A fight that ended before it began


I NEVER grew up being macho. But I loved watching fights, streetwise and as a sport. Having heeded to my present-day vocation, I am

kindda off the fence on such. In fact, I have censored wrestling programmes on my pay-TV channels.
Back in the days, it was lovely to watch fights. On this planet, we have seen fights in form of combat from Trojans to gladiators modernised into sports of all categories at the festivals.
I remember dad and us kids would stay awake to watch a boxing fight that was televised at such ungodly hours. With all eyes glued to the red or cream white boxed white and black screen, we would keep awake in between sips of caffeine but lightly sugared beverage. Those were memorable days. The 1980s are difficult to erase, you know. Owning a TV or eating buttered bread made you stand tall among your peers. You were kind of some giant. You could say all sorts of unpalatables to friends at their tolerance for fear of being barred from entering your parents’ home for the 16:00 hours cartoon time.
Around 1986, I was grown up with maybe a couple of years to be initiated into adolescence and so, dad would care less if I remained awake together with him to watch boxing. Many of you adults will remember that Mike Tyson was the man then. Boxing mettle. And the common face of ringside announcer, Don King, self-dubbed boxing promoter of the decade with his iconic afro-hair forward pushed and in a charcoal black suit and white dinner shirt studded with a bow-tie.
Then there was this fight. Tyson with Marvis Frazier. Tyson’s shortest fight ever. One, two, three, 30 seconds coupled with quick uppercuts, Frazier was knocked to the canvas, slumped against the ropes. Thirty seconds of no usual boxing slipping or dogging or ducking or bobbing and that fight was over. I don’t know how those at Glens Falls Civic Centre felt to buy a ticket and only watch the fight end in half a minute. We humans of the 80s loved things in the slow lane. Slow motion, if you like. So many ended up feeling outraged by exponential victory.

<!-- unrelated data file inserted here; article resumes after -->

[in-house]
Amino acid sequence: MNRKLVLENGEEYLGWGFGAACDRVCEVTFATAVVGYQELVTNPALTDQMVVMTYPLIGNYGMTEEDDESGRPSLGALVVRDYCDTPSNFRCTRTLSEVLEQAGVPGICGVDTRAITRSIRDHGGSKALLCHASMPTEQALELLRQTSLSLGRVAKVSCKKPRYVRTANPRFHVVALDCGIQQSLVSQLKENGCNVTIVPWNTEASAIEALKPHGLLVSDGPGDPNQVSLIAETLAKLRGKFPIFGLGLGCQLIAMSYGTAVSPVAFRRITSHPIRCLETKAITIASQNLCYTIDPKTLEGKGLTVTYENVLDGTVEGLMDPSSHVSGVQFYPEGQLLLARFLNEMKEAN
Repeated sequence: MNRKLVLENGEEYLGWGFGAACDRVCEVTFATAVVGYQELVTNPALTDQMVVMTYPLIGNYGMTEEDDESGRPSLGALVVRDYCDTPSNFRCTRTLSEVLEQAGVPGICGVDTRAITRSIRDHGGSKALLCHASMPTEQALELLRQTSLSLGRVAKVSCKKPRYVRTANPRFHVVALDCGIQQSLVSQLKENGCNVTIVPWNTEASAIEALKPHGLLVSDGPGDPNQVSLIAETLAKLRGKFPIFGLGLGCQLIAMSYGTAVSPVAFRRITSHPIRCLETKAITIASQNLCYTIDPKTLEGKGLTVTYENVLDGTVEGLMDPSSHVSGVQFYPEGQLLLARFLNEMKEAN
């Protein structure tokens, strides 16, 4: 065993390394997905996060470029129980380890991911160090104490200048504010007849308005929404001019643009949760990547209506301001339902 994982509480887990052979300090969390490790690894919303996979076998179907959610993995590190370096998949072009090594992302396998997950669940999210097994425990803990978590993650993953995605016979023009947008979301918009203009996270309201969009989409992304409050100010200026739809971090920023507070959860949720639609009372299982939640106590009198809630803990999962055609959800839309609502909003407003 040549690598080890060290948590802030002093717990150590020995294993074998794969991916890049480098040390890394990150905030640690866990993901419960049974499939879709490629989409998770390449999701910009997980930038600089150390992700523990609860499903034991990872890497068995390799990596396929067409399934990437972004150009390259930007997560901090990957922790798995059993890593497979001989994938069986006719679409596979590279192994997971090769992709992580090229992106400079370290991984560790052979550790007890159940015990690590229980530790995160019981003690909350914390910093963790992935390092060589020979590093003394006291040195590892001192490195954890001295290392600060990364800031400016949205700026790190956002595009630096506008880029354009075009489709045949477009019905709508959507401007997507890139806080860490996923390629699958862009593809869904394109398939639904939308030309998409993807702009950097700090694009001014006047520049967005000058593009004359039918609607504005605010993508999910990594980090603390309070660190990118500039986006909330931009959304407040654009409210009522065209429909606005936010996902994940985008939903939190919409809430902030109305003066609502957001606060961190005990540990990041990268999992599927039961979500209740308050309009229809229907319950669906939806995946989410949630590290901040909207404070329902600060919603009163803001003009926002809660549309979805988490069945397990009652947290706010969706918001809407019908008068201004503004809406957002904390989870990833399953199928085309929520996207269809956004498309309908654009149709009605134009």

There is a fight in the Bible that ended that way. A fight that ended before it began. It’s a famous story of David and Goliath. Many kindergarten class teachers have told it much better than I can ever endeavour. And many of us would rather relate better with David than Goliath. I mean, who wants to be seen in accompany of the vanquished? Truth be told that unfortunately, many of us have somehow been more of Goliaths than the little David. We abuse those that are seemingly weaker. We use our positions, titles and our social status to sneer at others.
David was just a sheep herder who was too thorough at protecting his father’s ‘few’ sheep but brave enough to fight his giants. He had gone to the valley where his big brothers had been enlisted to fight in the Israelite army, and was sent by his father to take some snacks of pasta and cheese to the brothers and their commander. So, he comes to this valley. It was a desolate place familiar for the battle of the titans. He hears some strong and deep voice down the valley. His voice was kind of hitting the two opposite mountains where the two armies had encamped thereby creating an echo. And this being was standing tall on the other side of the brook that raced through the valley that split the two mountains. A huge human being, David saw and heard speak in loud, boastful bravado style, pouring torrents of abuse to provoke Israel.
This bully was 2.76 metres tall. Full of salvage insolence he was. Brutal strength draped in a coat of mail made from brace laid over one another styled like fish scales. Man, brass here, brass there, brass everywhere weighing almost 35.38kgs and when he walked, he was like a robocop.
David had to close his ears from the cynics, naysayers, and doubters such as his brother Eliab. Neither was he going to allow Goliath injure his self-esteem. He was not deterred and he did pull a surprise on the giant. Whilst this giant was busy spitting his venomous words, David was in quick succession calculating how he would deftly use the five smooth stones with his boyish strings. He would never miss his exposed forehead. And when he let go of one stone, it flew and sank in his forehead. In a thud, and forward, the giant fell.
Do you have giants in your life? It be malady, economic crunch, marital issues or anything that stands up against you? Take time to read the story of David and Goliath in 1 Samuel 17. See how David wholly depended on divine intervention to become a giant slayer. You, too, can become one if you trust and obey God. Focus.
The author is a media and communication enthusiast.

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